My IBM Corporate Service Corps Experience – Meaningful Job with a Noble Purpose

By Susan Zilahi

Almost one and a half years after being accepted to the IBM Corporate Service Corps (CSC) program. I finally received that very special email “Congratulations!! – You have been invited to join the India 30 CSC Team”. That was the kick off to my one month long journey to India that forever will be with me and influence how I approach challenges and meetings with new people.

Those four weeks were the most intense weeks of my life. The only way I can describe it is that I took a break from my regular life in Stockholm and transported myself into a whole new life. I had a home, a new “family” and great friends, I had a routine, I had a meaningful job with a noble purpose.  I quickly grew roots due to the intensity of the experience and the nurturing community I had around me.

My team of 12 IBMers, coming from all over the world, Canada, US, Brazil, Argentina, Australia, Japan, France, UK, Ireland was the 30th team traveling to India but the very first going to Chattisgarh and Raipur.

Chattisgarh.png
The first picture I took upon arrival at Raipur. A construction site with scaffolding made of bamboo.

Chattisgarh is a newly founded state (in 2000) and its capital is Naya Raipur. With construction started in 2008, Naya Raipur is India’s 5th planned city.  20 kilometers away from Raipur, a noisy, disordered city with just over one million people, in the middle of rice fields, there is this brand new modern city called Naya Raipur. The city has huge roads, play grounds, street lights, plumbing, even bicycle paths, but very few people. Only 10% of the buildings are populated. The land used to build the city was acquired from the local farmers who did get paid for the land but are no longer able to earn their livelihood by doing the only thing they know – which is farming and neither can their children.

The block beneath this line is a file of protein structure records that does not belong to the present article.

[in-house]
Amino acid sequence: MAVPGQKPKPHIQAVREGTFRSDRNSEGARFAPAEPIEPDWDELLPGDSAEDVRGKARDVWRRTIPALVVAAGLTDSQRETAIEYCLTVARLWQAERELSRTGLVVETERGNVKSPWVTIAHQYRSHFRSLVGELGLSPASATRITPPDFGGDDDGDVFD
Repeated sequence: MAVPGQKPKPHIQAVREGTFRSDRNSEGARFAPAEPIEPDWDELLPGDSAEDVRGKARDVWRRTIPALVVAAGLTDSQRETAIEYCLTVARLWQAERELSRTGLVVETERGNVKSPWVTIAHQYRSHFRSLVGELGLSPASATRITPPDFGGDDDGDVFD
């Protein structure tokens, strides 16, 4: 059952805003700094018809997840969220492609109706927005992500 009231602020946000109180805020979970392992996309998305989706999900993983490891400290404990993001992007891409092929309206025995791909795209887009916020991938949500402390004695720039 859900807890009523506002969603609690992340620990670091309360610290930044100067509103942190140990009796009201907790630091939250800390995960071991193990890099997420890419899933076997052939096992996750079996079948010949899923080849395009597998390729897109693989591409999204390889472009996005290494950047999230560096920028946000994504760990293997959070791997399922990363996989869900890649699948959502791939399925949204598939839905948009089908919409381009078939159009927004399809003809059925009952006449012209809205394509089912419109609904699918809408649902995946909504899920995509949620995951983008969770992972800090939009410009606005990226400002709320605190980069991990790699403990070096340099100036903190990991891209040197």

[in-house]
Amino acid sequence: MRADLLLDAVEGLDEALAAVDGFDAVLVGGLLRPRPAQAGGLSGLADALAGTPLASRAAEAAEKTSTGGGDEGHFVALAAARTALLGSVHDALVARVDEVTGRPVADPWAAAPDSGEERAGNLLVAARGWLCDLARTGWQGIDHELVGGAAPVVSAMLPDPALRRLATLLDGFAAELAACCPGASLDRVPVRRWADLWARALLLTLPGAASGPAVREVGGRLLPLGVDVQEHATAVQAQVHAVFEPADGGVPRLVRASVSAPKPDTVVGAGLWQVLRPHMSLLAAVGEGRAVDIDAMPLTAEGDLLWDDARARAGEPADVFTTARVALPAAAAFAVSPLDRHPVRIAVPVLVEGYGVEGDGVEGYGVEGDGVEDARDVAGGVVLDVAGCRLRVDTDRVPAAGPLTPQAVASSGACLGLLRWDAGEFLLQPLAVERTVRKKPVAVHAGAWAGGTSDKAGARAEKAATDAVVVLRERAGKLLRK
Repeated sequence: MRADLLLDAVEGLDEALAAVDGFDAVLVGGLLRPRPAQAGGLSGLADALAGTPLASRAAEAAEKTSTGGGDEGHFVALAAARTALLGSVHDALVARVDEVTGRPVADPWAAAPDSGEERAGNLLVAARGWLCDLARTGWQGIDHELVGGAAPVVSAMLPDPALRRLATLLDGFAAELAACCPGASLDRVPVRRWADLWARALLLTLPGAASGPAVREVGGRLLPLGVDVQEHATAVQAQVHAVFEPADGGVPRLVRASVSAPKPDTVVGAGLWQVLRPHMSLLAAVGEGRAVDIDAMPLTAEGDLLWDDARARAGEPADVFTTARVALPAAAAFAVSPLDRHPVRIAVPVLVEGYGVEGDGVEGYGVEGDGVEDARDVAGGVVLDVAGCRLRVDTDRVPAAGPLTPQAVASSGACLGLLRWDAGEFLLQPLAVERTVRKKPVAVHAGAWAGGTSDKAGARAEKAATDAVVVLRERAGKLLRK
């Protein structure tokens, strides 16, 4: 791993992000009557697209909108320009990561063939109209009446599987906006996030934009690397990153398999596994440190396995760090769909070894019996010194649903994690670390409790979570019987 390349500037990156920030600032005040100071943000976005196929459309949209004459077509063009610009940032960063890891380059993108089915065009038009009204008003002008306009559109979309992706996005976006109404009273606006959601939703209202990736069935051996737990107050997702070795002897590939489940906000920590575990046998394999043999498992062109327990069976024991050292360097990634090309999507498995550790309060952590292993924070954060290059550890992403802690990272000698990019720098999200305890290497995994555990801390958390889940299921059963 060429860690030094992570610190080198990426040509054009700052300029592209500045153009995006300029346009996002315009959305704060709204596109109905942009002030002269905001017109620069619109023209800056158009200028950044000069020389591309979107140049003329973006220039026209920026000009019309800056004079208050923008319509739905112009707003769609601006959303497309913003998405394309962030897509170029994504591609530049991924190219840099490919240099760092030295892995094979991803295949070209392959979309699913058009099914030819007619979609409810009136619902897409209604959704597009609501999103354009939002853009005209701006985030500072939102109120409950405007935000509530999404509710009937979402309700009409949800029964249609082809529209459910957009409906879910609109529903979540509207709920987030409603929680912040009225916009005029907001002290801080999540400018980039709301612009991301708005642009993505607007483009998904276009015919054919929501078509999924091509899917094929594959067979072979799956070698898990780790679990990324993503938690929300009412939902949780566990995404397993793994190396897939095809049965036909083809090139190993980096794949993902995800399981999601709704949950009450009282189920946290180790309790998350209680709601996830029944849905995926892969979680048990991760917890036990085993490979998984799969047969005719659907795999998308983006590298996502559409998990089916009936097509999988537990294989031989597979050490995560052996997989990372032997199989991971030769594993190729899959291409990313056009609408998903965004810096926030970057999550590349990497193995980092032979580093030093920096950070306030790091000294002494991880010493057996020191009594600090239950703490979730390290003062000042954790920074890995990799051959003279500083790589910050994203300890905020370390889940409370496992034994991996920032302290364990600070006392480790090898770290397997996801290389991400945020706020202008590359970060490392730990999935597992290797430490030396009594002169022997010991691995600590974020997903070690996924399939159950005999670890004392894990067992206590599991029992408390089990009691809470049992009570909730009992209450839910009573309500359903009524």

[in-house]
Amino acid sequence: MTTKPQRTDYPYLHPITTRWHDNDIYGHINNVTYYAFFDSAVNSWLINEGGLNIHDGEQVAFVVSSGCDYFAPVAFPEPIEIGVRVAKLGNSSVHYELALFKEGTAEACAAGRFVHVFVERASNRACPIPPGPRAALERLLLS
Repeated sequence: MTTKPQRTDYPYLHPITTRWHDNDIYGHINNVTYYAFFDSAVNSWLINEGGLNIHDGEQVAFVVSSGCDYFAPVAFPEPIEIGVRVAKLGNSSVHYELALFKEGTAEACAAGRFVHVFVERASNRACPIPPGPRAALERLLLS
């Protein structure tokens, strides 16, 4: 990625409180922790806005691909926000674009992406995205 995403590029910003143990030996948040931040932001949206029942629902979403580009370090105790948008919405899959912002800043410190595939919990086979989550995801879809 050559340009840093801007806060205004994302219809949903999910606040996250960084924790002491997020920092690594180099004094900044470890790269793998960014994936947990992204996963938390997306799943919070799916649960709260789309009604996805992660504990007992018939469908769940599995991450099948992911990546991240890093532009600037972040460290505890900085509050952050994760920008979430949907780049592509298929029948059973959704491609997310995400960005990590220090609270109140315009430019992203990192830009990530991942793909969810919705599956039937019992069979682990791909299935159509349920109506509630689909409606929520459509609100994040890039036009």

This brings me to the actual assignment. We had a sub team made up of Cristian (US), Deanna (Canada) and myself and our client was BKG academy. This Academy is an institute for education and skills development whose mission is to develop the study skills of its students as well as improving their communication and social skills so that their chance of future employment is improved. The Academy was founded less than 3 months prior to our arrival and is led mainly by two very amazing people.

Interviewee.png
One of many interviews we made for our data collection was with this amazing lady who is a mushroom “ambassador”, teaching mostly women about the health benefits of mushrooms and how to cultivate them.

BKG Academy asked us to help with developing a tool and approach that will allow them to perform a Skills Needs Assessment which will allow BKG Academy to evaluate the undereducated and unemployed youths in the area of Naya Raipur  to determine what sort of skills training they need to meet the new job market demands of this developing area.  We also provided processes and procedures to help BKG Academy understand when they need a training partner to meet those needs, and when new instructional materials will be required.

 

Bikers.png
A visit at one of the more prosperous farming villages in the area. Here we were royally welcomed by the villagers and also visited the schools where these small children chanted the alphabet.

To sum up our 4 week relationship with the BKG team Manjeet said: “We met as a team, we worked as friends and we parted as family”

Even after having had some time to digest the experience it is difficult for me to put words on exactly what I have learned. The short answer is:  SO much!

I have learned the obvious things such as:

  • Indian culture, words in Hindi, how to cross a busy road with unidentifiable number of lanes, that some people measure distance in “chicken flights” (the distance a chicken can fly – not very far by the way)
  • I learned that it is not culture, nationality or religion that brings people together – it is openness, tolerance and empathy. It is amazing what we can achieve when we look for how we can complement and learn from each other instead of looking for differences.
  • The final thing I will take with me is:”adjust”. Indians are masters in “adjusting”. In fact they are at the level that the word is never used once but always said twice like: “adjust adjust”. If you can’t change it embrace it. Things don’t always have to go according to plan, nor do they have to be perfect, and that is ok.

I have been back home for over 7 weeks, and a day has not passed without me thinking about the wonderful experiences and people I met during my 4 weeks assignment to India. I will be eternally grateful for getting the opportunity to work with this dedicated, intelligent, and very generous team.

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This article was first published in Susan’s blog

Susan is IBM Europe Customer Financing BSO Process Program Manager

Take some time to read the experiences of some other IBMers during their #IBMCSC assignment across the globe here.

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